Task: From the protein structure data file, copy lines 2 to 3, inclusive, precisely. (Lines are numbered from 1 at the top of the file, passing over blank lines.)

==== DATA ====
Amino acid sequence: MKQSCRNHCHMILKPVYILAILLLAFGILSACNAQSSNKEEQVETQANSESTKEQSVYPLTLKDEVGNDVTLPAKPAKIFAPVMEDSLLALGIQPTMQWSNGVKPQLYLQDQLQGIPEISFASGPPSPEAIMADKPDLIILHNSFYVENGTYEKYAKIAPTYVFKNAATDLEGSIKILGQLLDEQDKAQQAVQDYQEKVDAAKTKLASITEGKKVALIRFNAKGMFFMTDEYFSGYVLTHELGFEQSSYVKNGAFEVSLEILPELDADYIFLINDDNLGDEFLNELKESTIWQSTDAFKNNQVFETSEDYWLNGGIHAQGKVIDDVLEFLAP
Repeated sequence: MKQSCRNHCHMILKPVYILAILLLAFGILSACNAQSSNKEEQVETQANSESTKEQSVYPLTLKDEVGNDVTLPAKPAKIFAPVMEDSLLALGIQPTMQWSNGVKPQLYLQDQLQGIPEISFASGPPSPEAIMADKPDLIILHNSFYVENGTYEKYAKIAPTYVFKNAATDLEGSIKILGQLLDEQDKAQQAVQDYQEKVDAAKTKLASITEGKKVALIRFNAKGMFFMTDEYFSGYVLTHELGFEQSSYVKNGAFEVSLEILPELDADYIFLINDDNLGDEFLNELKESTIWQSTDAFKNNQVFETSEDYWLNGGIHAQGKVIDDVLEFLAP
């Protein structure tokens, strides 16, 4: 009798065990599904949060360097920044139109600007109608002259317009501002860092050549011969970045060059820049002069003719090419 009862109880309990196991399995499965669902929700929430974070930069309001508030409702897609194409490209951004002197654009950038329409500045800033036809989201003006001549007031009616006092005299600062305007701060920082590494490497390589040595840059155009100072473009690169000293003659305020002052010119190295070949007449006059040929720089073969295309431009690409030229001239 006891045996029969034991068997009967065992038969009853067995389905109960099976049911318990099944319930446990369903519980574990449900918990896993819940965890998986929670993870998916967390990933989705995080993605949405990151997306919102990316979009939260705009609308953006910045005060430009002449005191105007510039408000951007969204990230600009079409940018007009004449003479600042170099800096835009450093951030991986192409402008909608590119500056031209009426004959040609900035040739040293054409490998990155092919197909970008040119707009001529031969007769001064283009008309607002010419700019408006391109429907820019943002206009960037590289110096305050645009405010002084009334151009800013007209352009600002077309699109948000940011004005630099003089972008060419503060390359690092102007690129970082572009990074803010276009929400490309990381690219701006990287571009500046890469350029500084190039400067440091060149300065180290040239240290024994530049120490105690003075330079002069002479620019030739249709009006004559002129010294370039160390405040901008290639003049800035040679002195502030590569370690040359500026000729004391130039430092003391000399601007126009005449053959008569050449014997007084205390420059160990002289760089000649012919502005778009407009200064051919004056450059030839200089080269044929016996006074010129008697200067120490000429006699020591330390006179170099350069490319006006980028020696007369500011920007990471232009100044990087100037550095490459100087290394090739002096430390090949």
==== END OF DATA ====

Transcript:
Repeated sequence: MKQSCRNHCHMILKPVYILAILLLAFGILSACNAQSSNKEEQVETQANSESTKEQSVYPLTLKDEVGNDVTLPAKPAKIFAPVMEDSLLALGIQPTMQWSNGVKPQLYLQDQLQGIPEISFASGPPSPEAIMADKPDLIILHNSFYVENGTYEKYAKIAPTYVFKNAATDLEGSIKILGQLLDEQDKAQQAVQDYQEKVDAAKTKLASITEGKKVALIRFNAKGMFFMTDEYFSGYVLTHELGFEQSSYVKNGAFEVSLEILPELDADYIFLINDDNLGDEFLNELKESTIWQSTDAFKNNQVFETSEDYWLNGGIHAQGKVIDDVLEFLAP
């Protein structure tokens, strides 16, 4: 009798065990599904949060360097920044139109600007109608002259317009501002860092050549011969970045060059820049002069003719090419 009862109880309990196991399995499965669902929700929430974070930069309001508030409702897609194409490209951004002197654009950038329409500045800033036809989201003006001549007031009616006092005299600062305007701060920082590494490497390589040595840059155009100072473009690169000293003659305020002052010119190295070949007449006059040929720089073969295309431009690409030229001239 006891045996029969034991068997009967065992038969009853067995389905109960099976049911318990099944319930446990369903519980574990449900918990896993819940965890998986929670993870998916967390990933989705995080993605949405990151997306919102990316979009939260705009609308953006910045005060430009002449005191105007510039408000951007969204990230600009079409940018007009004449003479600042170099800096835009450093951030991986192409402008909608590119500056031209009426004959040609900035040739040293054409490998990155092919197909970008040119707009001529031969007769001064283009008309607002010419700019408006391109429907820019943002206009960037590289110096305050645009405010002084009334151009800013007209352009600002077309699109948000940011004005630099003089972008060419503060390359690092102007690129970082572009990074803010276009929400490309990381690219701006990287571009500046890469350029500084190039400067440091060149300065180290040239240290024994530049120490105690003075330079002069002479620019030739249709009006004559002129010294370039160390405040901008290639003049800035040679002195502030590569370690040359500026000729004391130039430092003391000399601007126009005449053959008569050449014997007084205390420059160990002289760089000649012919502005778009407009200064051919004056450059030839200089080269044929016996006074010129008697200067120490000429006699020591330390006179170099350069490319006006980028020696007369500011920007990471232009100044990087100037550095490459100087290394090739002096430390090949």